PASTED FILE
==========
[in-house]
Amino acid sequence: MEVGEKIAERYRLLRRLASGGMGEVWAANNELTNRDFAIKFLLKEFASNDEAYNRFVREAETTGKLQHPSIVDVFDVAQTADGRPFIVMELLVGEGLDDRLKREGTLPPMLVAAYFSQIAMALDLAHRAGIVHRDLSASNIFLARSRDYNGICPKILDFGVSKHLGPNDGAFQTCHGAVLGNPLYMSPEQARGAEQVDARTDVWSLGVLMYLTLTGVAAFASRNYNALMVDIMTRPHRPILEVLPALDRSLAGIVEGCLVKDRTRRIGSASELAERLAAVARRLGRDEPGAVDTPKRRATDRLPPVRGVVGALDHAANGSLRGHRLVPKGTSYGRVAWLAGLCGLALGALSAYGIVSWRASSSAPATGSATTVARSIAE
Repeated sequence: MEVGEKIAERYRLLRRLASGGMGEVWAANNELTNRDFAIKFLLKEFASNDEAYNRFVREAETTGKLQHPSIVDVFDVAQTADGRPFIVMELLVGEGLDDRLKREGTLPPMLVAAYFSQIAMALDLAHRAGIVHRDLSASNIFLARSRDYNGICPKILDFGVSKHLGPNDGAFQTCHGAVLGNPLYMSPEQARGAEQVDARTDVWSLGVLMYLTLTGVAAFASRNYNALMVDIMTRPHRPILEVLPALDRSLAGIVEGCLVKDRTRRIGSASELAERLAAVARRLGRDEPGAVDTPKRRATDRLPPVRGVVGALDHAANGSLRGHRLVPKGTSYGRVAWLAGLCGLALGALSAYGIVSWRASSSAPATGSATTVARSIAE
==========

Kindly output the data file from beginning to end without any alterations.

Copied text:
[in-house]
Amino acid sequence: MEVGEKIAERYRLLRRLASGGMGEVWAANNELTNRDFAIKFLLKEFASNDEAYNRFVREAETTGKLQHPSIVDVFDVAQTADGRPFIVMELLVGEGLDDRLKREGTLPPMLVAAYFSQIAMALDLAHRAGIVHRDLSASNIFLARSRDYNGICPKILDFGVSKHLGPNDGAFQTCHGAVLGNPLYMSPEQARGAEQVDARTDVWSLGVLMYLTLTGVAAFASRNYNALMVDIMTRPHRPILEVLPALDRSLAGIVEGCLVKDRTRRIGSASELAERLAAVARRLGRDEPGAVDTPKRRATDRLPPVRGVVGALDHAANGSLRGHRLVPKGTSYGRVAWLAGLCGLALGALSAYGIVSWRASSSAPATGSATTVARSIAE
Repeated sequence: MEVGEKIAERYRLLRRLASGGMGEVWAANNELTNRDFAIKFLLKEFASNDEAYNRFVREAETTGKLQHPSIVDVFDVAQTADGRPFIVMELLVGEGLDDRLKREGTLPPMLVAAYFSQIAMALDLAHRAGIVHRDLSASNIFLARSRDYNGICPKILDFGVSKHLGPNDGAFQTCHGAVLGNPLYMSPEQARGAEQVDARTDVWSLGVLMYLTLTGVAAFASRNYNALMVDIMTRPHRPILEVLPALDRSLAGIVEGCLVKDRTRRIGSASELAERLAAVARRLGRDEPGAVDTPKRRATDRLPPVRGVVGALDHAANGSLRGHRLVPKGTSYGRVAWLAGLCGLALGALSAYGIVSWRASSSAPATGSATTVARSIAE